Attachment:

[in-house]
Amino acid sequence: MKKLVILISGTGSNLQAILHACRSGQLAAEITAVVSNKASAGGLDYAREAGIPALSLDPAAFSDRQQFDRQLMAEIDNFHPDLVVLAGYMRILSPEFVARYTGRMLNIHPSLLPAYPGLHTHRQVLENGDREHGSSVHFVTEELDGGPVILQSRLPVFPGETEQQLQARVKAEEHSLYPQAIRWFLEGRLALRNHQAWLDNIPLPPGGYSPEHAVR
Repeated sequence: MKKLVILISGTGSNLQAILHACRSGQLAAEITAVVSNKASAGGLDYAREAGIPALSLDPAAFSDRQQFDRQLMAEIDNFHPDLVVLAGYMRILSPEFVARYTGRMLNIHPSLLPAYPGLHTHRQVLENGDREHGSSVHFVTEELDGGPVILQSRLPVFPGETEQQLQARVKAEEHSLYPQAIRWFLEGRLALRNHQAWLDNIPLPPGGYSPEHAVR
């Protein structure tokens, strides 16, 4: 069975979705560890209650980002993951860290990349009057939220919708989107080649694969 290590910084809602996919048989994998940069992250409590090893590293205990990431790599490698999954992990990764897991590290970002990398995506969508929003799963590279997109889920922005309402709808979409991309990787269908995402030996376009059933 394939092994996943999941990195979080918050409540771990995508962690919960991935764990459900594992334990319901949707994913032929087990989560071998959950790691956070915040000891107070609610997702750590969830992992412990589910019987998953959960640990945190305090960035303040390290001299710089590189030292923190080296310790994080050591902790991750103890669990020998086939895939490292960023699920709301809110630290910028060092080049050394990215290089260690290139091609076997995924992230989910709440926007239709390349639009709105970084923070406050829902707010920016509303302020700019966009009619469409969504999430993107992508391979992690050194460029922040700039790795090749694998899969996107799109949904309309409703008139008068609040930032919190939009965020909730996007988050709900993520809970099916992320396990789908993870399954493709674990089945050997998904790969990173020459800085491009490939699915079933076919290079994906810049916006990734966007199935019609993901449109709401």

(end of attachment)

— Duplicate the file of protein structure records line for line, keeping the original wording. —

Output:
[in-house]
Amino acid sequence: MKKLVILISGTGSNLQAILHACRSGQLAAEITAVVSNKASAGGLDYAREAGIPALSLDPAAFSDRQQFDRQLMAEIDNFHPDLVVLAGYMRILSPEFVARYTGRMLNIHPSLLPAYPGLHTHRQVLENGDREHGSSVHFVTEELDGGPVILQSRLPVFPGETEQQLQARVKAEEHSLYPQAIRWFLEGRLALRNHQAWLDNIPLPPGGYSPEHAVR
Repeated sequence: MKKLVILISGTGSNLQAILHACRSGQLAAEITAVVSNKASAGGLDYAREAGIPALSLDPAAFSDRQQFDRQLMAEIDNFHPDLVVLAGYMRILSPEFVARYTGRMLNIHPSLLPAYPGLHTHRQVLENGDREHGSSVHFVTEELDGGPVILQSRLPVFPGETEQQLQARVKAEEHSLYPQAIRWFLEGRLALRNHQAWLDNIPLPPGGYSPEHAVR
């Protein structure tokens, strides 16, 4: 069975979705560890209650980002993951860290990349009057939220919708989107080649694969 290590910084809602996919048989994998940069992250409590090893590293205990990431790599490698999954992990990764897991590290970002990398995506969508929003799963590279997109889920922005309402709808979409991309990787269908995402030996376009059933 394939092994996943999941990195979080918050409540771990995508962690919960991935764990459900594992334990319901949707994913032929087990989560071998959950790691956070915040000891107070609610997702750590969830992992412990589910019987998953959960640990945190305090960035303040390290001299710089590189030292923190080296310790994080050591902790991750103890669990020998086939895939490292960023699920709301809110630290910028060092080049050394990215290089260690290139091609076997995924992230989910709440926007239709390349639009709105970084923070406050829902707010920016509303302020700019966009009619469409969504999430993107992508391979992690050194460029922040700039790795090749694998899969996107799109949904309309409703008139008068609040930032919190939009965020909730996007988050709900993520809970099916992320396990789908993870399954493709674990089945050997998904790969990173020459800085491009490939699915079933076919290079994906810049916006990734966007199935019609993901449109709401």